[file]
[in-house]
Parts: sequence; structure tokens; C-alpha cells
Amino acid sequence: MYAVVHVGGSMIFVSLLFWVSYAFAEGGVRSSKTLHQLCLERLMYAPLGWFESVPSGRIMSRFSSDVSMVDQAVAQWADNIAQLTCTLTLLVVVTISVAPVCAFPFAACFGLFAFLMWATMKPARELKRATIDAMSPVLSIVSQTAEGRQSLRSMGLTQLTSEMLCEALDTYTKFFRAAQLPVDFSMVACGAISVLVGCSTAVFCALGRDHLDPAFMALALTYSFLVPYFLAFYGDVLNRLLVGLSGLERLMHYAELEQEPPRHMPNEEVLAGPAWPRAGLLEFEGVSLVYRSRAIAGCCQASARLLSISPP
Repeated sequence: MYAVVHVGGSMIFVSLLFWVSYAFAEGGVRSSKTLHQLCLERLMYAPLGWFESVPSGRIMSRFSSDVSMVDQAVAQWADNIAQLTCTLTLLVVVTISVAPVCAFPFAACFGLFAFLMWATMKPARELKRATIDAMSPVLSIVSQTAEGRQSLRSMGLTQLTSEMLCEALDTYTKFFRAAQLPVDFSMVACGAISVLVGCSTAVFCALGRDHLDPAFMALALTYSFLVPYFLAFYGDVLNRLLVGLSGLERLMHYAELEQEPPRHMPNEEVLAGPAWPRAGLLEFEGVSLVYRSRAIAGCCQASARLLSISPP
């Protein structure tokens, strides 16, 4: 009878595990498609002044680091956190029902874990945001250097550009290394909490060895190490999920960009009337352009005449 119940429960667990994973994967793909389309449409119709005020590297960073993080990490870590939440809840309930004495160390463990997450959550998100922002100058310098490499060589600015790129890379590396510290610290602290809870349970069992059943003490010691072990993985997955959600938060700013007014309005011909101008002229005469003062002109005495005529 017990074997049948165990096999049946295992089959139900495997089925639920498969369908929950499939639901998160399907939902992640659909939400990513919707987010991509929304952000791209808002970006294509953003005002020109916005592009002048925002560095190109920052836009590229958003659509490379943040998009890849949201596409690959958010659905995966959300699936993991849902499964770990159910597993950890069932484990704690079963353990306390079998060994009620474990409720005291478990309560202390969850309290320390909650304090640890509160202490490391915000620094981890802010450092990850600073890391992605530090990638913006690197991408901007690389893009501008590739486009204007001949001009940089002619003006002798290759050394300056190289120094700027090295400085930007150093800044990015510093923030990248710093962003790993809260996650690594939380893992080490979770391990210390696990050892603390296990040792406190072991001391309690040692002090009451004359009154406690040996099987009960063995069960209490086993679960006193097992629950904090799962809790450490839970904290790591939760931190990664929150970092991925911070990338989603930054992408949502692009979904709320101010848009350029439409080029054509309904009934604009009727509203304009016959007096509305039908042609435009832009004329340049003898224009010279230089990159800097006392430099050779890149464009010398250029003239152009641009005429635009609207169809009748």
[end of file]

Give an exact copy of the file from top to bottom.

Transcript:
[in-house]
Parts: sequence; structure tokens; C-alpha cells
Amino acid sequence: MYAVVHVGGSMIFVSLLFWVSYAFAEGGVRSSKTLHQLCLERLMYAPLGWFESVPSGRIMSRFSSDVSMVDQAVAQWADNIAQLTCTLTLLVVVTISVAPVCAFPFAACFGLFAFLMWATMKPARELKRATIDAMSPVLSIVSQTAEGRQSLRSMGLTQLTSEMLCEALDTYTKFFRAAQLPVDFSMVACGAISVLVGCSTAVFCALGRDHLDPAFMALALTYSFLVPYFLAFYGDVLNRLLVGLSGLERLMHYAELEQEPPRHMPNEEVLAGPAWPRAGLLEFEGVSLVYRSRAIAGCCQASARLLSISPP
Repeated sequence: MYAVVHVGGSMIFVSLLFWVSYAFAEGGVRSSKTLHQLCLERLMYAPLGWFESVPSGRIMSRFSSDVSMVDQAVAQWADNIAQLTCTLTLLVVVTISVAPVCAFPFAACFGLFAFLMWATMKPARELKRATIDAMSPVLSIVSQTAEGRQSLRSMGLTQLTSEMLCEALDTYTKFFRAAQLPVDFSMVACGAISVLVGCSTAVFCALGRDHLDPAFMALALTYSFLVPYFLAFYGDVLNRLLVGLSGLERLMHYAELEQEPPRHMPNEEVLAGPAWPRAGLLEFEGVSLVYRSRAIAGCCQASARLLSISPP
């Protein structure tokens, strides 16, 4: 009878595990498609002044680091956190029902874990945001250097550009290394909490060895190490999920960009009337352009005449 119940429960667990994973994967793909389309449409119709005020590297960073993080990490870590939440809840309930004495160390463990997450959550998100922002100058310098490499060589600015790129890379590396510290610290602290809870349970069992059943003490010691072990993985997955959600938060700013007014309005011909101008002229005469003062002109005495005529 017990074997049948165990096999049946295992089959139900495997089925639920498969369908929950499939639901998160399907939902992640659909939400990513919707987010991509929304952000791209808002970006294509953003005002020109916005592009002048925002560095190109920052836009590229958003659509490379943040998009890849949201596409690959958010659905995966959300699936993991849902499964770990159910597993950890069932484990704690079963353990306390079998060994009620474990409720005291478990309560202390969850309290320390909650304090640890509160202490490391915000620094981890802010450092990850600073890391992605530090990638913006690197991408901007690389893009501008590739486009204007001949001009940089002619003006002798290759050394300056190289120094700027090295400085930007150093800044990015510093923030990248710093962003790993809260996650690594939380893992080490979770391990210390696990050892603390296990040792406190072991001391309690040692002090009451004359009154406690040996099987009960063995069960209490086993679960006193097992629950904090799962809790450490839970904290790591939760931190990664929150970092991925911070990338989603930054992408949502692009979904709320101010848009350029439409080029054509309904009934604009009727509203304009016959007096509305039908042609435009832009004329340049003898224009010279230089990159800097006392430099050779890149464009010398250029003239152009641009005429635009609207169809009748």